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Wednesday, September 12th, 2012 technology  research  practice

A Research Tip

  • Research & Writing

I was reminded to look at public consultations by Gilbert Van Nes, General Counsel and Settlement Officer for the Environmental Appeals Board in Alberta some time ago when we both had an opportunity to present at a Legal Education Society of Alberta seminar. Alberta has a public consultations portal on the government website, which is a handy, and probably under used, research space. The portal includes completed consultations as well – highly useful.

The Government of Canada also offers a Consulting with Canadians portal.

Is there a public consultations portal on your provincial government website?

3 comments on Public Consultations as a Key to Legislative Change

  1. John G says:

    The Government of Ontario has its Regulatory Register where it posts proposed regulations. Past proposals can be found as well, but not the results of the consultations. (Two of the ‘past proposals’ for September 2012 end by saying that the submissions made have become part of the public record, but do not say how that record can be found.)

    Ontario has had for many years the < a hre="http://www.ebr.gov.on.ca/ERS-WEB-External/">Environmental Registry under the Environmental Bill of Rights, as well.
    (I was pleased to find that the Government of Canada site is not actually called ‘consultating …’ but ‘consulting’, as in the rest of the English-speaking world.)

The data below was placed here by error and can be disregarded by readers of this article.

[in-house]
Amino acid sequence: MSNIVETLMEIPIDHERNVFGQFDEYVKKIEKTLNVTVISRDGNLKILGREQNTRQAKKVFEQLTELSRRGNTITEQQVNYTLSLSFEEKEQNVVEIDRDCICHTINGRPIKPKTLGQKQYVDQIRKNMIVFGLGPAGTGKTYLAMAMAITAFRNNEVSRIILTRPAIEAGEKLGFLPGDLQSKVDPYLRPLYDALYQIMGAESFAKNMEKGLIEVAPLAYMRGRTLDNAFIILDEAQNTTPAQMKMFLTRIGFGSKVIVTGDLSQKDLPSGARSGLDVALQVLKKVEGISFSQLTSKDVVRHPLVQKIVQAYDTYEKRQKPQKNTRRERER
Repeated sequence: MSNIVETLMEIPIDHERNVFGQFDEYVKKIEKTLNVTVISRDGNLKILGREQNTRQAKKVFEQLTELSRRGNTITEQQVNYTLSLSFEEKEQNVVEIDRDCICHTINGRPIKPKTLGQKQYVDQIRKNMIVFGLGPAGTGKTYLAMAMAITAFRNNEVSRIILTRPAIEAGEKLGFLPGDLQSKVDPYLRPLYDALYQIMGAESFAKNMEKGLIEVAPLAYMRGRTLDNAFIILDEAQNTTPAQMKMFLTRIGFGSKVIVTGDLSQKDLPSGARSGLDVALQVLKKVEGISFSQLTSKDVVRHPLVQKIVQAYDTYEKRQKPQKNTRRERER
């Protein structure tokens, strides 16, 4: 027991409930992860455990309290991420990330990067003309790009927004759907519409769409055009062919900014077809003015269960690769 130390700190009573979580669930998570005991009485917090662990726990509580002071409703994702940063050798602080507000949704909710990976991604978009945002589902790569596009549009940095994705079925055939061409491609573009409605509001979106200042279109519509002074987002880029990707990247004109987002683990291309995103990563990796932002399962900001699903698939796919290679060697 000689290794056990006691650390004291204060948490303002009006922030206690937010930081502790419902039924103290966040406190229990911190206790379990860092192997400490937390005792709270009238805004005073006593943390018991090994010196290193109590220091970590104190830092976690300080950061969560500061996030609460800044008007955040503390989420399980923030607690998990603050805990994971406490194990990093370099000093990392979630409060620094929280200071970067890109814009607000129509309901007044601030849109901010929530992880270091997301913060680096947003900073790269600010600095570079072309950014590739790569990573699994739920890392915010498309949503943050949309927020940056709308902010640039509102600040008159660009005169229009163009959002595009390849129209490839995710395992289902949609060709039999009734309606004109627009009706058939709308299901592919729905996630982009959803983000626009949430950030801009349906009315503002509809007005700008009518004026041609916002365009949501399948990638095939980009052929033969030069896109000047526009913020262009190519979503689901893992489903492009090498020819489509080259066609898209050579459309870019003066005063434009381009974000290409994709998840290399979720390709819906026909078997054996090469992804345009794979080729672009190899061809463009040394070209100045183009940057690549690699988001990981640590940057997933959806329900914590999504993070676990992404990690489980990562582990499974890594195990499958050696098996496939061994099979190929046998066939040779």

2. Michael Posluns says:

    I want to offer two comments about consultation on legislation. First Nations political organizations have produced a definition of consultation because for many years governments would send a low level public servant, or the parliamentary secretary to announce a fait accompli and call it consultation. Their definition requires a person of sufficient standing that he can seriously influence the legislation at issue. Otherwise, why bother.

    Secondly, in many legislatures there can be no amendment that affects the principal of a bill after 2d reading. (The Senate has changed their rules on that but the Commons has not.) I have never yet figured ourhow one determines the principle of an omnibus bill. So testifying after 2d reading is of very limited value and, more to the point, it is not consultation. Likewise, if the minister and his most senior officials have already made up their minds then, as the Assembly of First Nations and others long ago figured out, it ain’t consultation.

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